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I am new to python. I think non-class objects do not have bases attribute whereas class objects do have it. But I am not sure. How does python\cpython checks if an object is non-class or class and passes the correct arguments to the object's descriptor attribute accordingly during the attribute access?



I was learning how __getattribute__ and descriptor cooperate together to make bounded methods. I was wondering how class object & non-class object invokes the descriptor's __get__ differently. I thought those 2 types of objects shared the same __getattribute__ CPython function and that same function would have to know if the invoking object was a class or non-class. But I was wrong. This article explains it well:


So class object use type.__getattribute__ whereas non-class object use object.__getattribute__. They are different CPython functions. And super has a third __getattribute__ CPython implementation as well.

However, about the super one, the above article states that: quote and quote

The object returned by super() also has a custom _getattribute_() method for invoking descriptors. The call super(B, obj).m() searches obj._class_._mro_ for the base class A immediately following B and then returns A._dict_['m']._get_(obj, A). If not a descriptor, m is returned unchanged. If not in the dictionary, m reverts to a search using object._getattribute_().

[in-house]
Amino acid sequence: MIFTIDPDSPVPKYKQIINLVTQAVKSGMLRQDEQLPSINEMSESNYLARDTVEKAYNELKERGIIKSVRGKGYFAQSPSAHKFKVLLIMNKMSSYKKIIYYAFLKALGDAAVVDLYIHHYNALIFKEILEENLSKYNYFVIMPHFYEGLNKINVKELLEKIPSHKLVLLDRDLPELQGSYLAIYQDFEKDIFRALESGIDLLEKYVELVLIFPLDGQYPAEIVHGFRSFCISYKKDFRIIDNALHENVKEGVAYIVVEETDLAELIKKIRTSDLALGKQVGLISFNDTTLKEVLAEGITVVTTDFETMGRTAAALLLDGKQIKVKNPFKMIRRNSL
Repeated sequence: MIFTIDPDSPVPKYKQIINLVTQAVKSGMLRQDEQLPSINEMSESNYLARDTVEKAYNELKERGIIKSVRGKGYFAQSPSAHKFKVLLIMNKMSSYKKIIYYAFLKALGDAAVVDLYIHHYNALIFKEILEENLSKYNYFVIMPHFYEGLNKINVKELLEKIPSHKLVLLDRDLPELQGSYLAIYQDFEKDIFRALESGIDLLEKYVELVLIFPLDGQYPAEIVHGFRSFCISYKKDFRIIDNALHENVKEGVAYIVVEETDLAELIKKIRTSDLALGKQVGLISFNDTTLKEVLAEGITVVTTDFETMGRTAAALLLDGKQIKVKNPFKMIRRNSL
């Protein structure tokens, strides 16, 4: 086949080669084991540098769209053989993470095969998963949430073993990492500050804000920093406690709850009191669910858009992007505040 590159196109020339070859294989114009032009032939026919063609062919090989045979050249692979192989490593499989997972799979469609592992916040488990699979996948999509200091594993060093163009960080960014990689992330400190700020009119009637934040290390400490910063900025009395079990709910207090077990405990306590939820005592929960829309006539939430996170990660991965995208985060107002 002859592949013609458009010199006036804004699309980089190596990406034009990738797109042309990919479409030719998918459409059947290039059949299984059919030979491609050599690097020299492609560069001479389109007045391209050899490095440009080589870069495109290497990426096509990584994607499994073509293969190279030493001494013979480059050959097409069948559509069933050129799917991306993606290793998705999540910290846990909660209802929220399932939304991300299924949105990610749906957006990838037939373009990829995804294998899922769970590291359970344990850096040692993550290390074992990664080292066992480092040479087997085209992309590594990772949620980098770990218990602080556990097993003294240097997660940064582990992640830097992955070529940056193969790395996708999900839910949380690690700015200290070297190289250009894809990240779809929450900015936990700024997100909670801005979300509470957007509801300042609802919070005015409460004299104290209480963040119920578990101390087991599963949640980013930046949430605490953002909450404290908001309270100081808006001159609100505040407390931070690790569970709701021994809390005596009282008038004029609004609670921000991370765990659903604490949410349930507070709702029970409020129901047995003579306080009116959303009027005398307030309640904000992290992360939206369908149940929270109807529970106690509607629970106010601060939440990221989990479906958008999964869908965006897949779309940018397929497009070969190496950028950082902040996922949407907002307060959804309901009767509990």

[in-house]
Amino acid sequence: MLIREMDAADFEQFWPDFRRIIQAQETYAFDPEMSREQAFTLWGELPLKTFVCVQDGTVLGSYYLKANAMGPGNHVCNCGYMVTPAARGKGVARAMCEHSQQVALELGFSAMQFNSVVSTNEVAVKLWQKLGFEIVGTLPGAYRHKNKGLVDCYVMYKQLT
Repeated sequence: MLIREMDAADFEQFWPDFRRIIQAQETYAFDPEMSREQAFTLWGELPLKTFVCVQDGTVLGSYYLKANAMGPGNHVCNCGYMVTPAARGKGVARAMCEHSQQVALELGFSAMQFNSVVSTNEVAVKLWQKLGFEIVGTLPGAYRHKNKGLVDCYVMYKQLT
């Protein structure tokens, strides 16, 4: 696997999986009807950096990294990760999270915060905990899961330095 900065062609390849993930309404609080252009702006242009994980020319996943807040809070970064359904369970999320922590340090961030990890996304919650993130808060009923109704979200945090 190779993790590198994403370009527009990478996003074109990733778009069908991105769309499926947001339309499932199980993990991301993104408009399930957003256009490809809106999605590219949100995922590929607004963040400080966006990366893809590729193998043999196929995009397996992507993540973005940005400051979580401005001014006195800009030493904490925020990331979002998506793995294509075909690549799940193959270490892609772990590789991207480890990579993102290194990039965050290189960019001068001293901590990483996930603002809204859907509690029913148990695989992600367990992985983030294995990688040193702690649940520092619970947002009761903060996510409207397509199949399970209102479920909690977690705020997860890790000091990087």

The statement above didn't seem to match my experiment with Python3.1. What I saw is, which is reasonable to me:

super(B, obj).m ---> A.__dict__['m'].__get__(obj, type(obj))

objclass = type(obj)

super(B, objclass).m ---> A.__dict__['m'].__get__(None, objclass)

A was never passed to __get__

It is reasonable to me because I believe objclass (rather than A) 's mro chain is the one needed within m especially for the second case.

Was I doing something wrong? Or I didn't understand it correctly?

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I'm not clear on what you're asking. Perhaps an example is in order? –  Rafe Kettler Mar 3 '11 at 5:45
Why do you need to care about this? –  Ignacio Vazquez-Abrams Mar 3 '11 at 6:02
Seconded. Caring about this goes against one of the things Python was developed for. –  rossipedia Mar 3 '11 at 6:47

2 Answers 2

As the commenters asked: Why do you care? Usually that's a sign of not using Python the way it was meant to be used.

A very powerful concept of Python is duck typing. You don't care about the type or class of an object as long as it exposes the attributes you need.

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how about inspect.isclass(objectname)?

more info here: http://docs.python.org/library/inspect.html

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